How I Learned to Embrace My Identity as an Academic with Immigrant Working-Class Roots

July 2, 2021

2020 Wall Scholar, Sheila Teves was recently published in Science Magazine. Her personal essay explores her experiences as an academic with immigrant working-class roots.

Dr. Teves has been exploring and writing about diversity and inclusion in the sciences as part of her Wall Scholar residency.

Leaving home and entering the academic world took me further and further from my immigrant working-class roots. Every so often, though, I would meet other Filipino immigrants working in the university as janitors, building maintenance staff, shipping and receiving workers, and lab aides. When I interacted with them, I would seamlessly revert to my younger immigrant self, speaking Tagalog, the Philippines’s national language, and behaving more deferentially.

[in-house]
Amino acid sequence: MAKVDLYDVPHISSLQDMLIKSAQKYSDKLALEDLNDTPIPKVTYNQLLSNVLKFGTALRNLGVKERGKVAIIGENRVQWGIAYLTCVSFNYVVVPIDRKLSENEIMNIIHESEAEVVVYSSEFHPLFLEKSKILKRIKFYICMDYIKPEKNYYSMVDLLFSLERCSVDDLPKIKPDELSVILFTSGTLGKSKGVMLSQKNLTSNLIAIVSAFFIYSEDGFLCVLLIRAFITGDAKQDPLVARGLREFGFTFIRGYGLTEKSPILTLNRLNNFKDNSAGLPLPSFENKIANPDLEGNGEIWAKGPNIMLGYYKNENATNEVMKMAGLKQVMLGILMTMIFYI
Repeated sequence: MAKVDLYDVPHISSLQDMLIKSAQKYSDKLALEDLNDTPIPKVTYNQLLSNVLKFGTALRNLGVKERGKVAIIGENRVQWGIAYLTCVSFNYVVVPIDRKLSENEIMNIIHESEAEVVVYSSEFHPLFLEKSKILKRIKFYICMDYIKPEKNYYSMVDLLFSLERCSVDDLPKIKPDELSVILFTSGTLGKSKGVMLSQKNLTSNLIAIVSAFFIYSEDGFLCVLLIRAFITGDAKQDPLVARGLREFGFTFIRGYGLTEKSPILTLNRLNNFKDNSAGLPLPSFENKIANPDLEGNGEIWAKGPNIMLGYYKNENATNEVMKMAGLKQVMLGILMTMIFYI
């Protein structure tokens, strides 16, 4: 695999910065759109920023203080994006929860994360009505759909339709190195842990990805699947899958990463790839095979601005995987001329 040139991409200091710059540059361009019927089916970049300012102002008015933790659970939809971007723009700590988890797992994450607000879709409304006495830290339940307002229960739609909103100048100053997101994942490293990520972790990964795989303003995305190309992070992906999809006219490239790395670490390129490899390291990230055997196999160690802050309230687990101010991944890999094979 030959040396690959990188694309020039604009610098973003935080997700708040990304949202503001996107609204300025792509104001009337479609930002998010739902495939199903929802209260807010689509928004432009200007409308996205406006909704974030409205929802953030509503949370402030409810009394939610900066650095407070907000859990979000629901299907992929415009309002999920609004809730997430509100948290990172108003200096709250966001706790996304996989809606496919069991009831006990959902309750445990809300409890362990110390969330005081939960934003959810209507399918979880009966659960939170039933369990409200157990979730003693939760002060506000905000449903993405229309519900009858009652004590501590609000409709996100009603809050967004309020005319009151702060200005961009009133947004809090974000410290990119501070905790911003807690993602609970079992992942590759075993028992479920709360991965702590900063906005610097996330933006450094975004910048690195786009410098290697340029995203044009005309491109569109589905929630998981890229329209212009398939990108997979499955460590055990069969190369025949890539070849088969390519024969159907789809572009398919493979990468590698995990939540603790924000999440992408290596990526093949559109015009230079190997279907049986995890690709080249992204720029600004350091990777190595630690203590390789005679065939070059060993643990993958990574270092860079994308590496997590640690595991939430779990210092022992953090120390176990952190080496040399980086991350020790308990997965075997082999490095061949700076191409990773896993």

When I stepped back into my academic role, I would play the confident and assertive scientist. At some point I realized I only stopped to talk with the other Filipino immigrants when I was alone, which made me feel guilty. But I convinced myself that I was just being sensitive to my lab mates; after all, it would be rude to converse in another language when they were around. I wasn’t ready to admit that part of me was ashamed of my working-class background.

Dr. Sheila Teves in

You can read the rest of Dr. Teves’s essay on